In many ways Barack Obama’s reputation as a humanitarian was… overblown. But increasingly over his two terms, and especially after Orlando last year, he fairly shook with the moral outrage that is the only sane response to these recurring horrors. It was far more sensible than the “thoughts and prayers” pablum coming from Trump and so many other Republicans today, while their political allies blame everything BUT a nation that allows weapons of mass murder to be sold in every strip mall. With such a stalemate, no meaningful political action is likely.

So what would it take for that dynamic to change? By both Nevada law and common sense, this was a terrorist attack. In 2001, a terrorist attack caused a Republican president to launch two trillion-dollar wars and completely.revamp and give more power to America’s domestic surveillance industry. So 3000 dead definitely counts on all sides as a big deal. Apparently a mere 59 dead (and 519 wounded, with both numbers still likely to rise) isn’t enough to count. Neither was 49 dead in Orlando, or 25 dead (20 of them schoolchildren) in Sandy Hook, or 32 dead in Blacksburg. That’s the four deadliest mass shootings in American history, all in the last 10 years. With many more “lesser” outrages along the way. Someone is likely planning the next one right now.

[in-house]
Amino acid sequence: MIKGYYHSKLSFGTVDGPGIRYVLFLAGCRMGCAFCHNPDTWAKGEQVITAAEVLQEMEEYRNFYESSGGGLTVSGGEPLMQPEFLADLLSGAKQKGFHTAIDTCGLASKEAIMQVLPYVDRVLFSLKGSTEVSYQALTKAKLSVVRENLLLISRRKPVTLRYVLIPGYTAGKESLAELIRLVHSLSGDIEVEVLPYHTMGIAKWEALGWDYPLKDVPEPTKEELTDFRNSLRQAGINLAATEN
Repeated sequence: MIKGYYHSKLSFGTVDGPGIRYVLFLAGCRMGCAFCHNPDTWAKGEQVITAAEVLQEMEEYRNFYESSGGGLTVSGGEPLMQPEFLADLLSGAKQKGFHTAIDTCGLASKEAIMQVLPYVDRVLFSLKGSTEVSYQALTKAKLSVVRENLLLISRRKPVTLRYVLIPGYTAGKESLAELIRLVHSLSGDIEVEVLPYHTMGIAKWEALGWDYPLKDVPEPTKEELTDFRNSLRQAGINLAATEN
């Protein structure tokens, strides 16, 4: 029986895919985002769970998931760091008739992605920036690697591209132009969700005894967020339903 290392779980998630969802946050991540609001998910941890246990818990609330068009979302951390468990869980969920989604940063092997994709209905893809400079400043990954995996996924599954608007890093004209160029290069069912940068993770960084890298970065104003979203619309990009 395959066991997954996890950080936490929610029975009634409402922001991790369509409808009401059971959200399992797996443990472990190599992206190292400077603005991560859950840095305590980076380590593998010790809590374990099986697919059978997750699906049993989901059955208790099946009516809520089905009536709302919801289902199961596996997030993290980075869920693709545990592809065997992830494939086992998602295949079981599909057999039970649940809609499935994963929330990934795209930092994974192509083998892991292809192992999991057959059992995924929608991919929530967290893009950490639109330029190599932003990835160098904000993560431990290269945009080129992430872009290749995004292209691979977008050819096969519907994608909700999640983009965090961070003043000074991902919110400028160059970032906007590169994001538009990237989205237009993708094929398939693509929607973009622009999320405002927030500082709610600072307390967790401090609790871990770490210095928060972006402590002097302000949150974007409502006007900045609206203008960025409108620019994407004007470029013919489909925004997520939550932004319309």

So how many people does some motivated nut job have to kill before the debate shifts? A hundred dead on some crowded downtown street? 500 killed during Monday Night Football? 1000 murdered in Times Square on New Year’s Eve? WHAT’S THE MAGIC NUMBER? I’d like to know, so that when “only” 25 or 49 or 59 die, we can save our outrage for another day when it might matter.

Or maybe it isn’t a number. Maybe the Vegas dead don’t count because what happens in Vegas stays there. And the 49 in Orlando didn’t count because they were queers, and the kids in Sandy Hook were too young to vote, and the terrorists responsible were all “just” Regular Guys With Issues, and none of them brought down iconic buildings in a global financial center. (Just like some hurricane victims are more important than other, less white ones.)

I hope not. I hope it’s just a magic number. Whatever it is, I want to know when this country will join the civilized world in getting serious about controlling the ownership of weapons of mass murder. Because the dead themselves really don’t care about these kinds of distinctions.